mdaverde.com

Edited on March, 12 2018

Using ksonnet

Use VS code or die trying

If you’ve been around the block with Kubernetes, you’ll soon realize that managing resources across different clusters can be less than ideal. Heck, since even writing valid YAML on the first try can be seen as an art, handling resource manifests for a single cluster can be time-consuming. A few solutions have popped up to handle this problem: Helm (popular one), Koki, and, the one I’m currently trying out, ksonnet. Here are some pros & cons I’ve noticed while using ksonnet:

Pros

Productivity

I tend to have a cluster per environment (dev, qa, staging, production, etc.) and because of that I share a lot, if not most, of my manifest details across clusters. Ksonnet allows me to specify which k8s context I want to apply my changes towards: ks apply cluster-dev. I can add the --dry-run flag if I’m scared. I can also preview the YAML that’s about to be applied with ks show cluster-dev. The cli is helpful when it comes to error messaging and because of that, I’m faster at updating my clusters and feel safer when I do update them.

Configuration as code

To some, this could be a con. I’m not a fan of YAML. I haven’t had great experiences writing it by hand (I think it was the objects-in-arrays syntax that threw me off in the beginning). When you write ksonnet files, it uses the jsonnet language to create the manifests. With jsonnet, I now have imports, variables, and modularity, yahoo! I feel back at home in turing-complete land. Now, because it is a new language, there’s a learning curve (which I get into later).

Here’s an example of service creation in ksonnet:

local targetPort = params.containerPort;
local labels = {app: params.name};

local appService = service
  .new(
    params.name,
    labels,
    servicePort.new(params.servicePort, targetPort))
  .withAnnotations(params.serviceAnnotations)
  .withType(params.type)

Deps are in the same repo

All of my ksonnet code lives in the same private git repo and since the dependencies/libraries ksonnet needs are saved locally and pushed, I don’t have to worry about a coworker/colleague using different versions of ksonnet and generating weird manifests. Relief.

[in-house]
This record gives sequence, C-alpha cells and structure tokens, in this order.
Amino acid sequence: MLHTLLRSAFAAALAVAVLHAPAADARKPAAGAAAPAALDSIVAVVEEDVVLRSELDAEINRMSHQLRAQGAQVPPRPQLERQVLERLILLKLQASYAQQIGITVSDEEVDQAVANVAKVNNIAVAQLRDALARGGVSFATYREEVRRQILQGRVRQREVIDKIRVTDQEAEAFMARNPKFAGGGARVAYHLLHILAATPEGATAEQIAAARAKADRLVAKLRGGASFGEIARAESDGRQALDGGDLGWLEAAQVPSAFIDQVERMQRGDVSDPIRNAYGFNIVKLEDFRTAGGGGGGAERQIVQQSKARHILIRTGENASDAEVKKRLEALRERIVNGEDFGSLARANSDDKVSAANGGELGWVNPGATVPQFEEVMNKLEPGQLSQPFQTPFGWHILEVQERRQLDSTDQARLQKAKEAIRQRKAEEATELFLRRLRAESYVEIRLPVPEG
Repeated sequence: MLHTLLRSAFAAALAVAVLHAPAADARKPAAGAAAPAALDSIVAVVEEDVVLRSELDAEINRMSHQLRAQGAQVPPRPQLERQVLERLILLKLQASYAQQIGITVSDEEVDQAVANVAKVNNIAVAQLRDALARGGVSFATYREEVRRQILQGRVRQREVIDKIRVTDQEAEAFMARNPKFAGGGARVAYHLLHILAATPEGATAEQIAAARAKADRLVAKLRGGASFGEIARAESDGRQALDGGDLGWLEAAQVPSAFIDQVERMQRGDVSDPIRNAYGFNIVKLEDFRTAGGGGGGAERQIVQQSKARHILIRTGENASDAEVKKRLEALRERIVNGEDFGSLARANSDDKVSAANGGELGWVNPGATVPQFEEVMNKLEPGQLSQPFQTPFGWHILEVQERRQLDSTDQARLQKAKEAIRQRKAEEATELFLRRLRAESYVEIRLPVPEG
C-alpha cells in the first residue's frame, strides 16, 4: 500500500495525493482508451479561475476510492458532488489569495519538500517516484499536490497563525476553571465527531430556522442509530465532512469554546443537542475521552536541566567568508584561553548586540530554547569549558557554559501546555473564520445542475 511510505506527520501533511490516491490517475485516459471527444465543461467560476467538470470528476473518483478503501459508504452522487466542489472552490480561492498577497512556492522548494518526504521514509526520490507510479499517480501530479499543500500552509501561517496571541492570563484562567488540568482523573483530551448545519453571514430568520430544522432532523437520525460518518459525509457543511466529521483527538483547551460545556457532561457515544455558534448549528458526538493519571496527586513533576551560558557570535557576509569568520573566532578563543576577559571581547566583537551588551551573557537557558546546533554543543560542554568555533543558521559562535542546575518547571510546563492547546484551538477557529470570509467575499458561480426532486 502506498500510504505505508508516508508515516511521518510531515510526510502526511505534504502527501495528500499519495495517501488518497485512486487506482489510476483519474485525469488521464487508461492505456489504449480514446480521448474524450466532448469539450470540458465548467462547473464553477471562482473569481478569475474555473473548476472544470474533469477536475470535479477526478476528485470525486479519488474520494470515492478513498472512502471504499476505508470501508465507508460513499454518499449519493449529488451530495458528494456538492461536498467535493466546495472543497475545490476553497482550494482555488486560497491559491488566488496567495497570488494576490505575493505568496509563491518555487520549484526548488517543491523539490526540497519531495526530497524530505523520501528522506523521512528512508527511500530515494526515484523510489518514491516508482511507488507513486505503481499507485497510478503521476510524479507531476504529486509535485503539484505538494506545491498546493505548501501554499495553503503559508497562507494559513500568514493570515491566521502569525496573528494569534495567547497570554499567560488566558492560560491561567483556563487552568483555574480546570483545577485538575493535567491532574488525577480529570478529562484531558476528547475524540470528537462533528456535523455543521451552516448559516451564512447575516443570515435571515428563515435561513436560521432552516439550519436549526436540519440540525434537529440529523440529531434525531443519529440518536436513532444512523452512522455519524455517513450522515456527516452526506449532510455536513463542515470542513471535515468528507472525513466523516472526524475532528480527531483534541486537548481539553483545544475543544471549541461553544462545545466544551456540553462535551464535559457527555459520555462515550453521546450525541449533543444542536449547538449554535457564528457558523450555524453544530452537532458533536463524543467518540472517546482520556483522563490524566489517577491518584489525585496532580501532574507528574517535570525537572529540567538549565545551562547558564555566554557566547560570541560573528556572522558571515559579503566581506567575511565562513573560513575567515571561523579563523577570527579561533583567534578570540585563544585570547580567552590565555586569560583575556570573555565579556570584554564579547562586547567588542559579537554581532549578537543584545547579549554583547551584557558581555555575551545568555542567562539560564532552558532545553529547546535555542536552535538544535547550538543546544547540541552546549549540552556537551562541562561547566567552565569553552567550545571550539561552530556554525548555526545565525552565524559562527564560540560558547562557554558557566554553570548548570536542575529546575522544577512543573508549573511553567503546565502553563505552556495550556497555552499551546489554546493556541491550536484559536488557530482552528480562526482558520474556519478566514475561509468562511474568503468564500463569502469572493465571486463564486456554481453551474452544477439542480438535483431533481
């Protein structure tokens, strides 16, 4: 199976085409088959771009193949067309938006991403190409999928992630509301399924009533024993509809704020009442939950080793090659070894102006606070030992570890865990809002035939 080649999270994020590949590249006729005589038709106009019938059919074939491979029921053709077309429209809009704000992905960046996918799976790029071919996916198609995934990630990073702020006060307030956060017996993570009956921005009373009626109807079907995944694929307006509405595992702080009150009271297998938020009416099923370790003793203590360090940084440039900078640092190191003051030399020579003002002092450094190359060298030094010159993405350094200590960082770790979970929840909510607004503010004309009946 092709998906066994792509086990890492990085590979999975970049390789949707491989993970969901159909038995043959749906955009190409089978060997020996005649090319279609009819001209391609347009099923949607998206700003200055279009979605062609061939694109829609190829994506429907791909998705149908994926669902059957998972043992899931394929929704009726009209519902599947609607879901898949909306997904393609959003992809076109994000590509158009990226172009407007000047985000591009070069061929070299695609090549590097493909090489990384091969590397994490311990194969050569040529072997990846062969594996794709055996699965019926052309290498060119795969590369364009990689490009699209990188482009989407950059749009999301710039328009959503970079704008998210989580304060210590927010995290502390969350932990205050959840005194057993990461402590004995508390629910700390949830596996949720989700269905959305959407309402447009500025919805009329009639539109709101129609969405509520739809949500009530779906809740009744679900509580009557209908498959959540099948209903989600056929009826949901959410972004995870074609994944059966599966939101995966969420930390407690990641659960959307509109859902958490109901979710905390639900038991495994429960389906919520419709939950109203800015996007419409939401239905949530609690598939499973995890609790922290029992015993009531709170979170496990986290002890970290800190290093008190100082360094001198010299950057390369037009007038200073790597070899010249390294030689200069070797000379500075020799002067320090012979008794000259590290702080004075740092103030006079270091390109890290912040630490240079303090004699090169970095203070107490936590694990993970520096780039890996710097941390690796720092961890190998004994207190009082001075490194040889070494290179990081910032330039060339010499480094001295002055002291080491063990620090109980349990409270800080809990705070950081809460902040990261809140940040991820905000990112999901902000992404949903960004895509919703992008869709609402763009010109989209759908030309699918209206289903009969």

Nothing to install on kubernetes

Nothing has to live on my clusters. I don’t have to apply (and therefore manage) anything to k8s. All the management is local with ksonnet and it then applies YAML to my cluster. Theoretically, this means that if I join a team that wants to stick to writing pure YAML resources, I can use ksonnet without interfering with them. Currently, the tricky part for me is making sure that whatever I have committed is in sync with whatever is applied on the cluster.

Community

It’s obvious from the site, the mailing list and the channel (#ksonnet) in the Kubernetes Slack group, that the contributors of ksonnet have been trying to decrease the friction in adoption. They’re active and willing to help out if you have any questions. Knowing that gave me the confidence that I could always ask questions if I ran into any issues.

Cons

Have to learn another language

Jsonnet has its quirks. I sometimes feel like I am writing JavaScript, when I’m definitely not writing JavaScript. I would read up on the language before going full throttle with ksonnet. Know where your semicolons go. Figure out how imports work. Play around with variable scope. And if you give up, know that pure JSON is a subset of jsonnet so any valid JSON is valid jsonnet. It can take a while before you get used to writing in jsonnet.

Lack of advanced examples

The introduction to ksonnet is killer. The ksonnet site is easy to get around, they have a tour to get your feet wet, and their concept overview is well written. If the fundamentals of using ksonnet weren’t this clear, I might’ve not convinced myself to use it. With that being said, there were times when I wished the documentation went passed the beginner steps and showed me how they were solving some advanced needs (i.e. sealed secrets, creating prototypes, private registries). Some of this documentation is already out there on github, but hasn’t been fully fleshed out or integrated/documented. I’m positive that as more of the community gets involved a lot of these more intricate solutions will be available.

Good luck on using another editor besides VS Code

Having a good editor for your ksonnet files is a magnitude of difference. I was stubborn on this for a while, not wanting to switch from IntelliJ, but it was a fresh breath of air when I decided to try out their Visual Studio Code extension. If you already use VS Code, then this is probably not a con for you. Atom has a jsonnet plugin in as well, but when I tried it did not have autocomplete (yes do you want autocomplete) or preview. I also still have to constantly look up the k8s.libsonnet file to figure out where things live, but this might not be an extension concern.

I can’t use my YAML files

If you want to use ksonnet, then you’ll have to write your manifests in jsonnet to use it fully. There is a bit of migration effort to go 100% ksonnet if you’ve been using YAML manifests before. There are a few cli tools that help convert YAML to JSON, but you’ll eventually want to have cleaner jsonnet files that can use your fancy imports and modules in.

Conclusion

After using ksonnet, I don’t think I can go back to writing YAML. It’s been a great addition to my k8s tool belt. It would be neat to experiment with using ksonnet as part of the CI/CD pipelines. I do wish there was a variety of IDE integration, but using VS Code isn’t the worst. The great community behind ksonnet is a great benefit to using the tool. The only reason I would advise a team not to hop on ksonnet at its current state is if they already manage heaps of YAML files for their clusters.